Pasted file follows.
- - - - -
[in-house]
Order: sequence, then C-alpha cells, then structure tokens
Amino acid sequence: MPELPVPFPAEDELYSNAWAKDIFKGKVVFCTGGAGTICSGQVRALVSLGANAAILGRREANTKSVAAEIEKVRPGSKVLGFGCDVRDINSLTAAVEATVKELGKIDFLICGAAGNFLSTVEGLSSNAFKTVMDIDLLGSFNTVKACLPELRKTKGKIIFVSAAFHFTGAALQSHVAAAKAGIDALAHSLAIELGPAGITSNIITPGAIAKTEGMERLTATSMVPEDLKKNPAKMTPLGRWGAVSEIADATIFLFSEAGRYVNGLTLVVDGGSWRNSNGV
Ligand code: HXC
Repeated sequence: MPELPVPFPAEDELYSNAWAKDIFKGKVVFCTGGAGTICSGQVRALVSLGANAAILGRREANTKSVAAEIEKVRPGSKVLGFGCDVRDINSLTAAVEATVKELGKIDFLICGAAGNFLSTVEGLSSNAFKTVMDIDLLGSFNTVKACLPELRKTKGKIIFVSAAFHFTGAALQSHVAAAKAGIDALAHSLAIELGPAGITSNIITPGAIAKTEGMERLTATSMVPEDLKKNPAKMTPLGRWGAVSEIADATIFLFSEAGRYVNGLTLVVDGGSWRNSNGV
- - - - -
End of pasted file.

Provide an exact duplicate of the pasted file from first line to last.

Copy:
[in-house]
Order: sequence, then C-alpha cells, then structure tokens
Amino acid sequence: MPELPVPFPAEDELYSNAWAKDIFKGKVVFCTGGAGTICSGQVRALVSLGANAAILGRREANTKSVAAEIEKVRPGSKVLGFGCDVRDINSLTAAVEATVKELGKIDFLICGAAGNFLSTVEGLSSNAFKTVMDIDLLGSFNTVKACLPELRKTKGKIIFVSAAFHFTGAALQSHVAAAKAGIDALAHSLAIELGPAGITSNIITPGAIAKTEGMERLTATSMVPEDLKKNPAKMTPLGRWGAVSEIADATIFLFSEAGRYVNGLTLVVDGGSWRNSNGV
Ligand code: HXC
Repeated sequence: MPELPVPFPAEDELYSNAWAKDIFKGKVVFCTGGAGTICSGQVRALVSLGANAAILGRREANTKSVAAEIEKVRPGSKVLGFGCDVRDINSLTAAVEATVKELGKIDFLICGAAGNFLSTVEGLSSNAFKTVMDIDLLGSFNTVKACLPELRKTKGKIIFVSAAFHFTGAALQSHVAAAKAGIDALAHSLAIELGPAGITSNIITPGAIAKTEGMERLTATSMVPEDLKKNPAKMTPLGRWGAVSEIADATIFLFSEAGRYVNGLTLVVDGGSWRNSNGV